Antitrust Laws by wulinqing

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									                    Antitrust
• Why important to telecommunications?
  – Suits regarding abuses of monopoly power
     • Led to break up of Bell System and restructuring of
       the industry
  – Mergers and their implications
     • Horizontal mergers (Seven RBOCs now three—the
       AT&T/T-Mobile proposed merger)
     • Vertical mergers (AOL/Time Warner,
       Verizon/MCI)
             Antitrust Laws
• Enforcement
  – Antitrust Division of Department of Justice can
    bring a civil or criminal case
  – Federal Trade Commission can bring civil cases
  – State attorneys general can bring civil lawsuits
    under federal antitrust laws
  – Private party can sue—for triple damages
    (MCI case)
            First anti-trust Law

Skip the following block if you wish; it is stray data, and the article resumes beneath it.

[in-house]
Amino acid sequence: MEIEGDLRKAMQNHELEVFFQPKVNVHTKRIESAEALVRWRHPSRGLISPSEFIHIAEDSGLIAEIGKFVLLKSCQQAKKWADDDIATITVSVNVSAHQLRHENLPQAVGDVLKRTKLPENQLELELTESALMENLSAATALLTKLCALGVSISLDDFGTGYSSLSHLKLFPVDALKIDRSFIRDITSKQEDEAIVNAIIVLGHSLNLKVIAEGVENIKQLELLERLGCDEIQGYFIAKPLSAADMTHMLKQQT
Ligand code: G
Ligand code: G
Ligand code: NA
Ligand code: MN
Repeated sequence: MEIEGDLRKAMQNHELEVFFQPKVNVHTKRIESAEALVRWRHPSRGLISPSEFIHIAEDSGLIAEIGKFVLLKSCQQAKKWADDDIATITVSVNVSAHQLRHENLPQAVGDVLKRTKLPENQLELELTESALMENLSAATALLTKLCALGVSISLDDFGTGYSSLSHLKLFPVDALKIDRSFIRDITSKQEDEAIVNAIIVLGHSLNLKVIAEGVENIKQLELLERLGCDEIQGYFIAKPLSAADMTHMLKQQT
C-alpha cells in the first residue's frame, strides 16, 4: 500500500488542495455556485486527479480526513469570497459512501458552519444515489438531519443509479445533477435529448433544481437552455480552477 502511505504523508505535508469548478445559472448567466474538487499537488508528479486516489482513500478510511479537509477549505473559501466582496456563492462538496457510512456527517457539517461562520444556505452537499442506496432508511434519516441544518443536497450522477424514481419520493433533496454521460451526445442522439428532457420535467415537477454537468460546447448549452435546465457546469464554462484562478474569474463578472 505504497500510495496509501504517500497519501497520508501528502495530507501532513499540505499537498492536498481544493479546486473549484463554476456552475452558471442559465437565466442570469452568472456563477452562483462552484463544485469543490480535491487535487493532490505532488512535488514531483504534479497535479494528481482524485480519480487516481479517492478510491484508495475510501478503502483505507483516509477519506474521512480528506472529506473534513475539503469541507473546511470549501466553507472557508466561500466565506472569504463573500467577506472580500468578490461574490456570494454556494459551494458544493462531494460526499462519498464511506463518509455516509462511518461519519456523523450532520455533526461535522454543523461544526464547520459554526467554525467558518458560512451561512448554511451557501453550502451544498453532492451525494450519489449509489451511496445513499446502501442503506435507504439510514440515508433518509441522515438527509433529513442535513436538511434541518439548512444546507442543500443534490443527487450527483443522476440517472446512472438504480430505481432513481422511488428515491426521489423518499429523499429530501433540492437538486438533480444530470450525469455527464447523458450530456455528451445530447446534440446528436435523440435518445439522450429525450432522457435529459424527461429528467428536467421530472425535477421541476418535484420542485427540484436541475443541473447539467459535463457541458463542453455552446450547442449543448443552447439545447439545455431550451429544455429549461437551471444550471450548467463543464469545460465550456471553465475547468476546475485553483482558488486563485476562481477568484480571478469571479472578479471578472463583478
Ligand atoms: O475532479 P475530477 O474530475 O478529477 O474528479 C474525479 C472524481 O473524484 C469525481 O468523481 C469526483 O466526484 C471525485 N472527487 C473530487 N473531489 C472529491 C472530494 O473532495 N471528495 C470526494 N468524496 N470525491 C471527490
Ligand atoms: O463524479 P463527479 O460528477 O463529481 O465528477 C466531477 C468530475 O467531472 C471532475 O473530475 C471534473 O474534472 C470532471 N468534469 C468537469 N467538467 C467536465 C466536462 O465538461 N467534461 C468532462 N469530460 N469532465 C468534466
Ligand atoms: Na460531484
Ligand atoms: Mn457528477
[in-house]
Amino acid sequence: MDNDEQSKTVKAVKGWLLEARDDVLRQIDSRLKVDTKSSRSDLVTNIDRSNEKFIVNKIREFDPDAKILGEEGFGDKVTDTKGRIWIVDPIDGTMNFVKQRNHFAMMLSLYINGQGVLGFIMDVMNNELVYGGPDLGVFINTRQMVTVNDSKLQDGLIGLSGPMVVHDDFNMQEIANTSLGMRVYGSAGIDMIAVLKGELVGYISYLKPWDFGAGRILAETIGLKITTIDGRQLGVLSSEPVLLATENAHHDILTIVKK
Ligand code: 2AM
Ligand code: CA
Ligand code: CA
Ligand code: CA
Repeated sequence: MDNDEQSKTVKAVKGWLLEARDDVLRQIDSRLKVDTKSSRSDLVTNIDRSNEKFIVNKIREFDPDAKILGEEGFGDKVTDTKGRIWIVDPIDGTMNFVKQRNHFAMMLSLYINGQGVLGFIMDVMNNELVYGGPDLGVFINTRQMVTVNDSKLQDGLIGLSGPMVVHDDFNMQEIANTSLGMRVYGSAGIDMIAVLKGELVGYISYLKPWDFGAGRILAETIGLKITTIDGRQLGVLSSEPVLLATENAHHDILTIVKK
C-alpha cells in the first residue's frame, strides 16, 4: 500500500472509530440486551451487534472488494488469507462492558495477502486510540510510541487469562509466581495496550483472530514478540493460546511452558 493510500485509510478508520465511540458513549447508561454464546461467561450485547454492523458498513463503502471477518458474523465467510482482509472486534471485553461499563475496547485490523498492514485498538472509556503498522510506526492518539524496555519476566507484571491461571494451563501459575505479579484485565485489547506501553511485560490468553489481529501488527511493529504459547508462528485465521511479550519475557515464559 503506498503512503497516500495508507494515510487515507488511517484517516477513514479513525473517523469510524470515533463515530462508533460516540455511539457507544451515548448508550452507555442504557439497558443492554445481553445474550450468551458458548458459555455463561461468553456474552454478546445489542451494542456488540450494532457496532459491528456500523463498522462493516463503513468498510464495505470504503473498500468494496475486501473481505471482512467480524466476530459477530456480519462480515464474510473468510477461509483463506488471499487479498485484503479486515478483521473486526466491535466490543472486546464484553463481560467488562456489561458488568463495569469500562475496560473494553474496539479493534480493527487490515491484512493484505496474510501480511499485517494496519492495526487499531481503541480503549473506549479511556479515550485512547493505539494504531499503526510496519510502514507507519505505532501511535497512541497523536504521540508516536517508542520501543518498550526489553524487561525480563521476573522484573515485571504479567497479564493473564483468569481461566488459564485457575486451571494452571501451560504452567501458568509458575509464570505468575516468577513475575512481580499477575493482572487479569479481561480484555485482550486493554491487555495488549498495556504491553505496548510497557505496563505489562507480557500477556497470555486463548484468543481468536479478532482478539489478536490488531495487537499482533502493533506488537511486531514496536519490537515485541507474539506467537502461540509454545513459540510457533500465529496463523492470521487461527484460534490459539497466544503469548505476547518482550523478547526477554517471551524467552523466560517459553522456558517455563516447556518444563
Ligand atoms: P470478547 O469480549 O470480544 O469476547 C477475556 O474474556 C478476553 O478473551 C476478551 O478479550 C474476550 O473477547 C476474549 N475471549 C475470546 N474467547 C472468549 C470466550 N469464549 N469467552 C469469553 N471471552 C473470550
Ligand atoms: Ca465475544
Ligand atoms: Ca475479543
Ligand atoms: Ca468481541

• Sherman Act of 1890
  – Section 1
     • “Every contract, combination in the form of trust or otherwise,
       or conspiracy, in restraint of trade or commerce among the
       several States, or with foreign nations, is hereby declared to be
       illegal.”
  – Section 2
     • “Every person who shall monopolize, or attempt to
       monopolize, or combine or conspire with any other person or
       persons, to monopolize any part of the trade or commerce
       among the several States, or with foreign nations, shall be
       deemed guilt of a felony . . .”
 Additional anti-trust legislation
• Clayton Act of 1914
  – Unlike the Sherman Act, looks to the future and
    to prevent anticompetitive behaviors before
    they occur
     • Unlawful to discriminate in price between different
       purchasers of same type of commodity if effect
       would be to lessen competition or create a monopoly
     • Prohibits tying
     • Prohibits acquisitions that would lessen competition
       or create monopoly
            An important point:
• Monopoly in and of itself is not illegal—lawfully
  attained monopoly is not a matter of antitrust
   – Monopoly that results only from growth or
     development because of a superior product, good
     business sense, or historic accident is not objectionable